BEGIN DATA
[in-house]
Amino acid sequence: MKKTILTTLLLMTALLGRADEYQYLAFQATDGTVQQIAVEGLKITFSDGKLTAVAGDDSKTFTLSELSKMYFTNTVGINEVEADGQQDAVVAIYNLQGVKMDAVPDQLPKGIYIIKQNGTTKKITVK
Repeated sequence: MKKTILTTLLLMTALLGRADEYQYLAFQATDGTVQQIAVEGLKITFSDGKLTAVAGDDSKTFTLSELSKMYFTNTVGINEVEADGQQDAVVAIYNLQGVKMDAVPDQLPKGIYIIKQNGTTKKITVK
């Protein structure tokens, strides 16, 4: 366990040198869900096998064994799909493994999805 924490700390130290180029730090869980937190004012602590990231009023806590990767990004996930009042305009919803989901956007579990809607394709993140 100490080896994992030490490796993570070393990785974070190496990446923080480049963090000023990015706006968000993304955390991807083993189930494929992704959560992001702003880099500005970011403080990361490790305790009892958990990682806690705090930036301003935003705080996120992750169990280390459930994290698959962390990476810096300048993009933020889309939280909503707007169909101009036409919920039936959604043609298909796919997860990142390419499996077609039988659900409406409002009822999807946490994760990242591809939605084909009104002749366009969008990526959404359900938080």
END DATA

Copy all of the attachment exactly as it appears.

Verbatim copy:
[in-house]
Amino acid sequence: MKKTILTTLLLMTALLGRADEYQYLAFQATDGTVQQIAVEGLKITFSDGKLTAVAGDDSKTFTLSELSKMYFTNTVGINEVEADGQQDAVVAIYNLQGVKMDAVPDQLPKGIYIIKQNGTTKKITVK
Repeated sequence: MKKTILTTLLLMTALLGRADEYQYLAFQATDGTVQQIAVEGLKITFSDGKLTAVAGDDSKTFTLSELSKMYFTNTVGINEVEADGQQDAVVAIYNLQGVKMDAVPDQLPKGIYIIKQNGTTKKITVK
């Protein structure tokens, strides 16, 4: 366990040198869900096998064994799909493994999805 924490700390130290180029730090869980937190004012602590990231009023806590990767990004996930009042305009919803989901956007579990809607394709993140 100490080896994992030490490796993570070393990785974070190496990446923080480049963090000023990015706006968000993304955390991807083993189930494929992704959560992001702003880099500005970011403080990361490790305790009892958990990682806690705090930036301003935003705080996120992750169990280390459930994290698959962390990476810096300048993009933020889309939280909503707007169909101009036409919920039936959604043609298909796919997860990142390419499996077609039988659900409406409002009822999807946490994760990242591809939605084909009104002749366009969008990526959404359900938080």